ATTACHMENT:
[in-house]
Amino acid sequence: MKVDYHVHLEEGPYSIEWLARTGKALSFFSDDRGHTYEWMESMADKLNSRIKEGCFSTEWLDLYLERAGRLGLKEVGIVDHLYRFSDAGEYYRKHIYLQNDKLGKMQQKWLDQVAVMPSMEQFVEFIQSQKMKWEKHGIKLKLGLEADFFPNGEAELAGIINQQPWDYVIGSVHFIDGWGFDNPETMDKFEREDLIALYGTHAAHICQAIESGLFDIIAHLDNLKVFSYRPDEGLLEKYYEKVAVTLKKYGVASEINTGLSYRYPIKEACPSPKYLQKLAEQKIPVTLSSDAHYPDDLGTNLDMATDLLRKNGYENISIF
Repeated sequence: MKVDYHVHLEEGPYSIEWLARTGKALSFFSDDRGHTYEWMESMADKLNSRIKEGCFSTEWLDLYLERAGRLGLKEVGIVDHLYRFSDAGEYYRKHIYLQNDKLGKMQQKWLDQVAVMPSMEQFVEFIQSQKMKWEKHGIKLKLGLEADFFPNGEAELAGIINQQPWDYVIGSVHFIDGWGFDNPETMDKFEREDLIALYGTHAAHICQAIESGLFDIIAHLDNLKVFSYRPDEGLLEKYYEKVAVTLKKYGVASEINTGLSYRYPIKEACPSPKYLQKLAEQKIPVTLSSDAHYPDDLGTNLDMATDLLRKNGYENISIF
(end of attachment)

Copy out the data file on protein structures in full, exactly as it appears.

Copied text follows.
[in-house]
Amino acid sequence: MKVDYHVHLEEGPYSIEWLARTGKALSFFSDDRGHTYEWMESMADKLNSRIKEGCFSTEWLDLYLERAGRLGLKEVGIVDHLYRFSDAGEYYRKHIYLQNDKLGKMQQKWLDQVAVMPSMEQFVEFIQSQKMKWEKHGIKLKLGLEADFFPNGEAELAGIINQQPWDYVIGSVHFIDGWGFDNPETMDKFEREDLIALYGTHAAHICQAIESGLFDIIAHLDNLKVFSYRPDEGLLEKYYEKVAVTLKKYGVASEINTGLSYRYPIKEACPSPKYLQKLAEQKIPVTLSSDAHYPDDLGTNLDMATDLLRKNGYENISIF
Repeated sequence: MKVDYHVHLEEGPYSIEWLARTGKALSFFSDDRGHTYEWMESMADKLNSRIKEGCFSTEWLDLYLERAGRLGLKEVGIVDHLYRFSDAGEYYRKHIYLQNDKLGKMQQKWLDQVAVMPSMEQFVEFIQSQKMKWEKHGIKLKLGLEADFFPNGEAELAGIINQQPWDYVIGSVHFIDGWGFDNPETMDKFEREDLIALYGTHAAHICQAIESGLFDIIAHLDNLKVFSYRPDEGLLEKYYEKVAVTLKKYGVASEINTGLSYRYPIKEACPSPKYLQKLAEQKIPVTLSSDAHYPDDLGTNLDMATDLLRKNGYENISIF